TABLE I______________________________________RUN SUMMARY FOR BPTEOS POLISH           Platen   Carrier                           Removal                                  WIW  Pressure Rotation Rotation                           Rate   UniformityExample  (psi)    (RPM)    (RPM)  (Å/min)                                  %______________________________________1      6.0      10       10     2,874  6.22      10.0     45       10     12,172 5.23      10.0     10       45     4,871  6.84      6.0      45       45     7,810  7.85      10.0     10       10     4,452  3.96      6.0      10       45     3,401  15.47      6.0      45       10     7,633  7.28      8.0      10       10     3,684  6.59      6.0      28       10     6,083  5.7______________________________________

Additionally, the removal rate (curve 24) of the doped oxide film 22 and %WIW uniformity (curve 26) for a mini-marathon run of a 6 inch BPTEOS polish are plotted and shown in FIG. 5. The %WIW uniformity is based on the <1σ> standard deviation over each wafer. The polish was performed using a Westech 472 polisher set at a pressure of 10 psi and using a 200 ml slurry flow. The platen rotation and carrier rates were 20 rpm and 15 rpm, respectively. The average removal rate of the doped oxide film 22 and %WIW uniformity, as shown in FIG. 5, are 7596 ű63 Å and 4.1%±1%, respectively; the ± range indicating the <1σ> standard deviation over all 72 runs. Removal rates up to 12,000 Å/min, however, can be achieved as well, as shown in Table 1.

INDUSTRIAL APPLICABILITY

The process for increasing the oxide removal rate of oxide chemical-mechanical polishing employed to planarize dielectric layers in the formation of multilayer interconnects of the invention is expected to find use in the fabrication of silicon-based semiconductor devices.

The foregoing description of the preferred embodiment of the present invention has been presented for purposes of illustration and description. It is not intended to be exhaustive or to limit the invention to the precise form disclosed. Obviously, many modifications and variations will be apparent to practitioners skilled in this art. It is possible that the invention may be practiced in other fabrication technologies in MOS or bi-polar processes. Similarly, any process steps described might be interchangeable with other steps in order to achieve the same result. The embodiment was chosen and described in order to best explain the principles of the invention and its practical application, thereby enabling others skilled in the art to understand the invention for various embodiments and with various modifications as are suited to the particular use contemplated. It is intended that the scope of the invention be defined by the claims appended hereto and their equivalents.

Patent Citations
Cited PatentFiling datePublication dateApplicantTitle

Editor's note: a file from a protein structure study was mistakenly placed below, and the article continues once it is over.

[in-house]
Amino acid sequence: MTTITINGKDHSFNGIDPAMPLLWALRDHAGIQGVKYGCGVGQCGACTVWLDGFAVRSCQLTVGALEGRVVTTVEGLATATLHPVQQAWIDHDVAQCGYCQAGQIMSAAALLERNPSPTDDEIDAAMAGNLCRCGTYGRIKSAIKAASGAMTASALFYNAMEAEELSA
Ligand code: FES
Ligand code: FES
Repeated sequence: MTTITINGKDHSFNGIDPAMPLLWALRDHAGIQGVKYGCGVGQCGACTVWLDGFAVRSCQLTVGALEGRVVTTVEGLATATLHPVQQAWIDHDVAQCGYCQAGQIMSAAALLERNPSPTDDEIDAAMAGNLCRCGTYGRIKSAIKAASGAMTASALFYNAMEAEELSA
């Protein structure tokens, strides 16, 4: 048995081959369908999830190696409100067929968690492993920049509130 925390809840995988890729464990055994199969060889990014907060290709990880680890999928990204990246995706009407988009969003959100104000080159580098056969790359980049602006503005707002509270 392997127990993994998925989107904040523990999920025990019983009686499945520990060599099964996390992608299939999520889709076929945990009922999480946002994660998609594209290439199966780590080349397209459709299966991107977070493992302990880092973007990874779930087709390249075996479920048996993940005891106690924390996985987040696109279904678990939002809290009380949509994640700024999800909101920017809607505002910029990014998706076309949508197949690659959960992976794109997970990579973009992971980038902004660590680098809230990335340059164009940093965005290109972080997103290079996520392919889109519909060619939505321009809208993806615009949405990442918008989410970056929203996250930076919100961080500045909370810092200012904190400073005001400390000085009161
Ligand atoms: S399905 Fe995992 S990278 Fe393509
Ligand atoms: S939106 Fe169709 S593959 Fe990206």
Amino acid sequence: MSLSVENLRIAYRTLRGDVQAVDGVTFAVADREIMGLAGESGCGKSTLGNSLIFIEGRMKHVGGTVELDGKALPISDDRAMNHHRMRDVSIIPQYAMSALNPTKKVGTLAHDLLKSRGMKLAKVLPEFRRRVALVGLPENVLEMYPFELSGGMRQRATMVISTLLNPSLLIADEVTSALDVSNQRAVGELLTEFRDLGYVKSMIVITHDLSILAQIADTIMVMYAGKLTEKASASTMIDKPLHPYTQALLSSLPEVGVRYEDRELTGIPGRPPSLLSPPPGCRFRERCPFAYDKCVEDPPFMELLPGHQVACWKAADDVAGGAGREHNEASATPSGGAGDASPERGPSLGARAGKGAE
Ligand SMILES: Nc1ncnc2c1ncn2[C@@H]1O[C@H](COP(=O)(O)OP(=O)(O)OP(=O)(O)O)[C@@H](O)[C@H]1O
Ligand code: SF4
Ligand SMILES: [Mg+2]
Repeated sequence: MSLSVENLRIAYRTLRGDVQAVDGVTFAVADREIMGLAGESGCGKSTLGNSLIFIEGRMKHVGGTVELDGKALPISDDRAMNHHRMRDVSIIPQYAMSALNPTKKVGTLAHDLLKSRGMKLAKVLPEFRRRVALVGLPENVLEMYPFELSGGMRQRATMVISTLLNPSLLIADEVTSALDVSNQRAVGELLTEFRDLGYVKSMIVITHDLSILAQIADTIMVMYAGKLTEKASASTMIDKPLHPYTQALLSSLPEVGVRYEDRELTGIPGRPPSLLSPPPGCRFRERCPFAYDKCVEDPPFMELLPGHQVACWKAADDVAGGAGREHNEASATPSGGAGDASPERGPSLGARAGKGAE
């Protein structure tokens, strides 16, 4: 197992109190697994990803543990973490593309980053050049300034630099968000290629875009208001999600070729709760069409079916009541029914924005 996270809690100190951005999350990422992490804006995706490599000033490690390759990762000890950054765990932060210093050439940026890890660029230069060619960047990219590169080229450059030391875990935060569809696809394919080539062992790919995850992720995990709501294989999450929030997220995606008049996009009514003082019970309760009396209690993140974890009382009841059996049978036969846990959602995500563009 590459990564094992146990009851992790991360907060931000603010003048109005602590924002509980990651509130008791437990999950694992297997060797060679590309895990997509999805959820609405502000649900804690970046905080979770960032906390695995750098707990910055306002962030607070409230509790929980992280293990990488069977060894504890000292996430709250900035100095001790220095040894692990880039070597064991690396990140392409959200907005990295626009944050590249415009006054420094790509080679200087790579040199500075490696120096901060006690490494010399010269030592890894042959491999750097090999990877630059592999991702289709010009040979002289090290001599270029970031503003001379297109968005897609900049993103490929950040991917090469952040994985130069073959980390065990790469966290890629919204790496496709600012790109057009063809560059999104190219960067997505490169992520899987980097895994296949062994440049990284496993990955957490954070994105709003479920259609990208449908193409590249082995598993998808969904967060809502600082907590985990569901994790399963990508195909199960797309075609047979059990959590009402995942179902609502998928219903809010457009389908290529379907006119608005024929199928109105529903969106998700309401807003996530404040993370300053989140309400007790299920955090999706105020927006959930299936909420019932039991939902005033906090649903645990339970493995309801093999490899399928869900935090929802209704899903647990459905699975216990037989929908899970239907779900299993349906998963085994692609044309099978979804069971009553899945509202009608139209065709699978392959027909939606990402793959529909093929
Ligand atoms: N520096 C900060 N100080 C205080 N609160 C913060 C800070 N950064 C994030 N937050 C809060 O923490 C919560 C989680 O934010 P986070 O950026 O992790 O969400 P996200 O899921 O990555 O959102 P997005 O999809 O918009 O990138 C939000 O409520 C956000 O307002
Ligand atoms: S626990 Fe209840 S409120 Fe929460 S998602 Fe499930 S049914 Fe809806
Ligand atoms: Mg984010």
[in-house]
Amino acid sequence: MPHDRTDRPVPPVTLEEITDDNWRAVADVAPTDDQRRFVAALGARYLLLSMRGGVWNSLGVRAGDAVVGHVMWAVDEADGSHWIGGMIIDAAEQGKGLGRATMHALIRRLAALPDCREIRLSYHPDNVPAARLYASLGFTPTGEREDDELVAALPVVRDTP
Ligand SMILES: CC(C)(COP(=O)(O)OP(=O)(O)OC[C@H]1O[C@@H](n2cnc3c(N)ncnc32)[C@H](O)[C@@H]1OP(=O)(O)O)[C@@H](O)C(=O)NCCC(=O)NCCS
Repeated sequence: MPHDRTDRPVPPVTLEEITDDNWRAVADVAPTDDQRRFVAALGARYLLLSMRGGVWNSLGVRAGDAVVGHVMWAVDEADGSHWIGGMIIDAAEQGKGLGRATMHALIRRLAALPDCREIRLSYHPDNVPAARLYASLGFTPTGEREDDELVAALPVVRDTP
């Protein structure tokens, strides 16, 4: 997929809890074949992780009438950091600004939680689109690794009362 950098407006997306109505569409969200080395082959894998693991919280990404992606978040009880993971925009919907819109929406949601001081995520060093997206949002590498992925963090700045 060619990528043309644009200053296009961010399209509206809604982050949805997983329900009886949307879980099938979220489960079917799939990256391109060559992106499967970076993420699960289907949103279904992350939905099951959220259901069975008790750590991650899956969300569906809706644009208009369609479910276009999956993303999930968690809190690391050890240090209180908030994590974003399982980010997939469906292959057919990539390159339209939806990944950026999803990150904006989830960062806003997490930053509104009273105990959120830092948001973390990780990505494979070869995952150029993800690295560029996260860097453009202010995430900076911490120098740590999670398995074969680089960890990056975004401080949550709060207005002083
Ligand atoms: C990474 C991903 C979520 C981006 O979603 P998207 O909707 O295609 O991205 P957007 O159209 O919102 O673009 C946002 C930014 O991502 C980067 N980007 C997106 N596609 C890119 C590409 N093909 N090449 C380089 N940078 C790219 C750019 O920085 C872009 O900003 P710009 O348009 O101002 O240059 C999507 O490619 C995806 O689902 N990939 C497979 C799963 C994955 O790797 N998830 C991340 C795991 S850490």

US4910155 *Oct 28, 1988Mar 20, 1990International Business Machines CorporationWafer flood polishing
US4954459 *Jul 3, 1989Sep 4, 1990Advanced Micro Devices, Inc.Vapor deposition of oxide, masking, etching, polishing
US5175122 *Jun 28, 1991Dec 29, 1992Digital Equipment CorporationCoating substrate with dielectric, etching to leave sidewall spacers, depositing photoresist layer and etching it to form patterns
US5312512 *Oct 23, 1992May 17, 1994Ncr CorporationSpin on glass or chemical metal polish with baking and curing
US5382547 *Jul 31, 1992Jan 17, 1995Sultan; PervaizVoid free oxide fill for interconnect spaces
US5445998 *Nov 17, 1993Aug 29, 1995Deutsche Itt Industries GmbhMethod for the global planarization of surfaces of semiconductor integrated circuits
US5508233 *Oct 25, 1994Apr 16, 1996Texas Instruments IncorporatedGlobal planarization process using patterned oxide
US5639697 *Jan 30, 1996Jun 17, 1997Vlsi Technology, Inc.Dummy underlayers for improvement in removal rate consistency during chemical mechanical polishing
US5728595 *Feb 26, 1996Mar 17, 1998Nec CorporationMethod of fabricating a self-aligned contact hole for a semiconductor device
DE4221431A1 *Jun 30, 1992Jan 5, 1994Siemens AgHerstellverfahren für einen Schlüsselkondensator
EP0405850A2 *Jun 22, 1990Jan 2, 1991AT&amp;T Corp.Dielectric formation process and devices produced thereby
Referenced by
Citing PatentFiling datePublication dateApplicantTitle
US6303438 *Feb 2, 1998Oct 16, 2001Matsushita Electric Industrial Co., Ltd.Method for manufacturing a nonvolatile semiconductor memory device having increased hot electron injection efficiency
US7294570 *Mar 29, 2004Nov 13, 2007Micron Technology, Inc.Contact integration method
Classifications
U.S. Classification438/624, 438/633, 438/632, 438/639, 257/E21.244, 438/631
International ClassificationH01L21/3105, H01L21/304, H01L21/3205
Cooperative ClassificationH01L21/31053
European ClassificationH01L21/3105B2
Legal Events
DateCodeEventDescription
Apr 22, 2010FPAYFee payment
Year of fee payment: 12
Apr 26, 2006FPAYFee payment
Year of fee payment: 8
Apr 29, 2002FPAYFee payment
Year of fee payment: 4
Nov 24, 1995ASAssignment
Owner name: ADVANCED MICRO DEVICES, INC., CALIFORNIA
Free format text: ASSIGNMENT OF ASSIGNORS INTEREST;ASSIGNOR:SAHOTA, KASHMIR S.;REEL/FRAME:007720/0386
Effective date: 19950929